Un­like Royal Mail, over­seen by com­mu­ni­ca­tions reg­u­la­tor Of­com, Yodel and other ri­val com­pa­nies are un­reg­u­lated. There is no om­buds­man to ar­bi­trate com­plaints and the Postal Re­dress Ser­vice, run by the dis­pute res­o­lu­tion con­sul­tancy CEDR, only ac­cepts com­plaints against reg­u­lated mem­ber com­pa­nies, un­less a non-mem­ber agrees to be bound by its de­ci­sion.

The Al­ter­na­tive Dis­pute Res­o­lu­tion Scheme for Com­mu­ni­ca­tions in­vites dis­sat­is­fied cus­tomers to re­fer un­re­solved is­sues with un­reg­u­lated couri­ers and postal com­pa­nies but there’s a prob­lem. It can only deal with firms that have signed up to its scheme. Cur­rently none are named on its web­site and it hasn’t re­sponded to our re­quest for a list of mem­bers.

This leaves cus­tomers whose goods don’t turn up pow­er­less. In fact, un­der law they are not even cus­tomers be­cause the courier’s con­tract is with the sender, and only they can lodge a claim. A re­tailer is legally re­spon­si­ble for a par­cel un­til it reaches its des­ti­na­tion, but if the courier in­sists it has been de­liv­ered they are likely to refuse a re­fund.

Yodel says that it has in­vested heav­ily in im­prov­ing its ser­vice. “We de­liver 145m parcels each year and have con­sis­tently av­er­aged 82% pos­i­tive feed­back in our on­go­ing cus­tomer sur­vey over the last six months,” it says. “The In­sti­tute of Cus­tomer Ser­vice’s UK Sat­is­fac­tion In­dex shows us to be one of the most im­proved or­gan­i­sa­tions in the last year.”

It says that it is in­ves­ti­gat­ing Thomas’s al­le­ga­tion of theft and fraud. “Ap­pro­pri­ate ac­tion will be taken in due course,” it adds. “Data pro­tec­tion laws mean we are un­able to give the cus­tomer the driver’s de­tails, how­ever, we will fully sup­port the au­thor­i­ties with any in­ves­ti­ga­tion, should he wish to con­tact the po­lice.” Gearbest has now agreed to re­fund the cost of the goods.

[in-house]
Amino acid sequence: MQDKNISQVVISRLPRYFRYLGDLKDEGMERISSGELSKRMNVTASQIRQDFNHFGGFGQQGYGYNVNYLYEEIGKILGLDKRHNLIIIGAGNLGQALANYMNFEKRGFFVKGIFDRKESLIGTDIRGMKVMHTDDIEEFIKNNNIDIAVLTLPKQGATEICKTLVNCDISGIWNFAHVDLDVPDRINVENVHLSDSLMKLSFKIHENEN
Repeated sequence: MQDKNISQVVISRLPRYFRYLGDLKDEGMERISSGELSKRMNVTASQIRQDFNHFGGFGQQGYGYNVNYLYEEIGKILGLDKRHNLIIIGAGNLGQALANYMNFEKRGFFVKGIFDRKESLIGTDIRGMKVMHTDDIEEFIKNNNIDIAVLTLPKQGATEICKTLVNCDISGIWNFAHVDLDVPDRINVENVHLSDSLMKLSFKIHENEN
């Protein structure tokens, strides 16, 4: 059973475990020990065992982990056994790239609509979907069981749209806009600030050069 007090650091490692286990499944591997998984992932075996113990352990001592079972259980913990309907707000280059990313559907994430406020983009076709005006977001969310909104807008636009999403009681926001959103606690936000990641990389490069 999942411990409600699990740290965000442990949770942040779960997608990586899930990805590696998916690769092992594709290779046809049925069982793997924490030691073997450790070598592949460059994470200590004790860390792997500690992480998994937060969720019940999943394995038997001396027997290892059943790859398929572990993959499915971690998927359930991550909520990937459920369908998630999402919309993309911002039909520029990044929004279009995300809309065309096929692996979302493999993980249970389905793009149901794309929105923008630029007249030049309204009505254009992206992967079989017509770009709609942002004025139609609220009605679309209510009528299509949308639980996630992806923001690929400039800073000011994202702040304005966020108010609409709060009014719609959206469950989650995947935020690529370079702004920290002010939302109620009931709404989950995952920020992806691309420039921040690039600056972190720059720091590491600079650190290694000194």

As for Han­lon, Yodel says that it made re­peated at­tempts to de­liver the par­cel be­cause of “dif­fi­cul­ties” and has now of­fered to re­fund the cost of his calls as a ges­ture of good­will.

Con­sumer help web­site Re­solver says com­plaints against de­liv­ery com­pa­nies have risen 48% in the last year. One woman dis­cov­ered, two months later, that a miss­ing par­cel had been flung onto her garage roof. Rub­bish bins are prov­ing pop­u­lar hid­ing places when no one is at home, but are of­ten emp­tied by the coun­cil be­fore the pack­age is found.

“The num­bers are un­be­liev­able – nearly 10,000 com­plaints in three years,” says Re­solver founder James Walker.

“It is clear the in­dus­try is in des­per­ate need of tougher reg­u­la­tion and an om­buds­man scheme. Too of­ten we see re­tail­ers pass­ing the buck on to con­trac­tors. This is both un­ac­cept­able and wrong. If you con­tact a busi­ness to de­liver a pack­age, it’s their re­spon­si­bil­ity to make sure they do it prop­erly.”